Wednesday, August 02, 2006

Kyon Q?

[That's a pun in Hindi ... "kyon" means "why"]

Amy has an awesome post[A Case against Q] (on the use of historical-critical scholarship in catechetical texts. [Sorry, because of the inaccessibility of blogspot and typepad, I'm using proxy servers and can't post comments there, or provide the permalink].

No, she's not making a scholarly case against the Q hypothesis, or arguing for Matthean priority (a la William Farmer) but is talking about the corrosive effects of an overemphasis of historical-critical scholarship in modern Catholic rel. ed. books.

Here's the comment I wanted to leave there: (If someone sees this soon and would like to put it up there for me, that would be great)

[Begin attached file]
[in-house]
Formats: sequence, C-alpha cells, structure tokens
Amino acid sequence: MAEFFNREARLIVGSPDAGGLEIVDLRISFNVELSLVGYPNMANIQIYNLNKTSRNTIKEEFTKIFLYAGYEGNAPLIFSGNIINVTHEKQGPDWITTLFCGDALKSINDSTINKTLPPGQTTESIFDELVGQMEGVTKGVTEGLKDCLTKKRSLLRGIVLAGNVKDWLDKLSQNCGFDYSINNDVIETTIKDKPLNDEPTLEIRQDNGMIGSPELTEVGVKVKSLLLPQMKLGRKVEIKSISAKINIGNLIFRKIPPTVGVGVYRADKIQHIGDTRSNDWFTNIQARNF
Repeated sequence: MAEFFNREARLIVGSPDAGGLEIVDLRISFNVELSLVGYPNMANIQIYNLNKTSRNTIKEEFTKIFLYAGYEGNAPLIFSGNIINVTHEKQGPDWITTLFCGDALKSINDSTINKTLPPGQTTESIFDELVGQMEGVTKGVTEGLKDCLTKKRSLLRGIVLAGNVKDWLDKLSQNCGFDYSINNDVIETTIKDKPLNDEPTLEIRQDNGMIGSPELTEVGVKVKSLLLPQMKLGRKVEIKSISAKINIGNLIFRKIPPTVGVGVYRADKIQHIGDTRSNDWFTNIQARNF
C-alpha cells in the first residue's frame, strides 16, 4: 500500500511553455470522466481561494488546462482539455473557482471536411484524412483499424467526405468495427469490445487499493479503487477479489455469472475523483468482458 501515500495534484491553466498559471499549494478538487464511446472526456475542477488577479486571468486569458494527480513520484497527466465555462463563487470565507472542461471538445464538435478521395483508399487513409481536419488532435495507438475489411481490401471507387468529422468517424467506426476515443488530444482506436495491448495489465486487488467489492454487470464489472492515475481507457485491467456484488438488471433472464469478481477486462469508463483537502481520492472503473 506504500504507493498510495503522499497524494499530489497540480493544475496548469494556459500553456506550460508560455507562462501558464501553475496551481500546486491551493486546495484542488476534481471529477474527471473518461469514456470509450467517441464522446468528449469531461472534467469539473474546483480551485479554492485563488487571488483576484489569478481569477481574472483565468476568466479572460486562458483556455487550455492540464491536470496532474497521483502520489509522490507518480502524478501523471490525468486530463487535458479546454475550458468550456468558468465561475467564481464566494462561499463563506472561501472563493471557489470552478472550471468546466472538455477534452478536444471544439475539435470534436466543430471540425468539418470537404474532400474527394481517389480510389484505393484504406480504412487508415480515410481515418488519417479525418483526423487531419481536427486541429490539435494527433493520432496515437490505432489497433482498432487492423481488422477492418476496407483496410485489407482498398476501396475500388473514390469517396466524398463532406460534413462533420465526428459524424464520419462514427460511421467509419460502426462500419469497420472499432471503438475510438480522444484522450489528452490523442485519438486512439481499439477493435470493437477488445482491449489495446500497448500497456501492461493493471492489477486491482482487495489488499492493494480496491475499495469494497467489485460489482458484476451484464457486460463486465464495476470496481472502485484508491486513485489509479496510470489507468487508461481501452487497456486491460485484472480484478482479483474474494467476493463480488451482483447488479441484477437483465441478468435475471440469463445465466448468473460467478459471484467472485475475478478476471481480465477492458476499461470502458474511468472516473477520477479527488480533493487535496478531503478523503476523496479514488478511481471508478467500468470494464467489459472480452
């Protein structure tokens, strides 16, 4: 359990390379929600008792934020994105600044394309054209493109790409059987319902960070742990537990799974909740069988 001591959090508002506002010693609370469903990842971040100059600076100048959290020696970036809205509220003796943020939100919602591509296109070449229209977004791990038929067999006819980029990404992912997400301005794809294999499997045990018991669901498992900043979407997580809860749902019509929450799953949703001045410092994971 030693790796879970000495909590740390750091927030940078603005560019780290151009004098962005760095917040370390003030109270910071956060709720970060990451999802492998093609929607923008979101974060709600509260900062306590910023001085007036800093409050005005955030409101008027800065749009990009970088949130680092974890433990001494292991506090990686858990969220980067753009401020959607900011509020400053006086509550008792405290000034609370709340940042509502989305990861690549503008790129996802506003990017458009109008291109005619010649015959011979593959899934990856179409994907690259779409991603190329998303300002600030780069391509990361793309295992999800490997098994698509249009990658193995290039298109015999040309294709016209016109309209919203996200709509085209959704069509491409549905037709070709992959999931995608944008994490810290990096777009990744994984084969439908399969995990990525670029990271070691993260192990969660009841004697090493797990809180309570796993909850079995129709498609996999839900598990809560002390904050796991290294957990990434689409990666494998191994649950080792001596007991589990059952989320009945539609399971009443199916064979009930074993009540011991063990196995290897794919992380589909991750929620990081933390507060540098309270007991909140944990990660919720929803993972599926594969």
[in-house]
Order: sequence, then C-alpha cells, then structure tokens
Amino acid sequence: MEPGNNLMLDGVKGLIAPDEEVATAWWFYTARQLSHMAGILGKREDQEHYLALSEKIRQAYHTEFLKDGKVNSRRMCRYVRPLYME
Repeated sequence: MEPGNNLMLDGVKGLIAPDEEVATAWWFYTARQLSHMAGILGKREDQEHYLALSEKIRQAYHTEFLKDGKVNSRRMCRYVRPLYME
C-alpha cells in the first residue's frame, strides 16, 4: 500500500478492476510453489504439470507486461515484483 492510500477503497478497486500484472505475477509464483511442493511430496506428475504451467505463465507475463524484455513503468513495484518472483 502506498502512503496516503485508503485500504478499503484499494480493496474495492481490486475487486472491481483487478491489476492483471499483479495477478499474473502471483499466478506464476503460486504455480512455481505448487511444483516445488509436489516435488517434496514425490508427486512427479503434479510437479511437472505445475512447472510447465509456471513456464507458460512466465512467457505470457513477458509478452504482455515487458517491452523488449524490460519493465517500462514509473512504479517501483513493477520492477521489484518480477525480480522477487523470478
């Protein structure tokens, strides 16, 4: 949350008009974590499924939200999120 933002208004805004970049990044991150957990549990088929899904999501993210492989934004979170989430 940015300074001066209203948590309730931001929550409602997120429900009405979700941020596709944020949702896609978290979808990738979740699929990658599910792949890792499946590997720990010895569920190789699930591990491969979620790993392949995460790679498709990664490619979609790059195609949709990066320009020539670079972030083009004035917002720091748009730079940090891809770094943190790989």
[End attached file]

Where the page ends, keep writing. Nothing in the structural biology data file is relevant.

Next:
Great post Amy! When the General Directory for Catechesis came out (the one from the Vatican, in, 1997 I think it was), I read through it eagerly, and one of the things that struck me was this: the goal of all catechesis is union with Jesus Christ. I thought about what I'd seen, and it was quite clear: nope, this isn't happening in the parishes I'm familiar with.

My first exposure to the historical-critical method was in a parish in Pune (India) where a Jesuit (then in his diaconate) was giving a class to the parish on scripture study. It was an overview of the historical-critical method. He used materials from the Jesus Seminar freely -- at that time (I was taking classes to prepare for baptism that year) it was all very thrilling, even more so that the old ladies were getting shocked. What I remember clearly thinking was, "Oh! Well, if this is true, then I guess nothing (in the Gospels) is realiable!"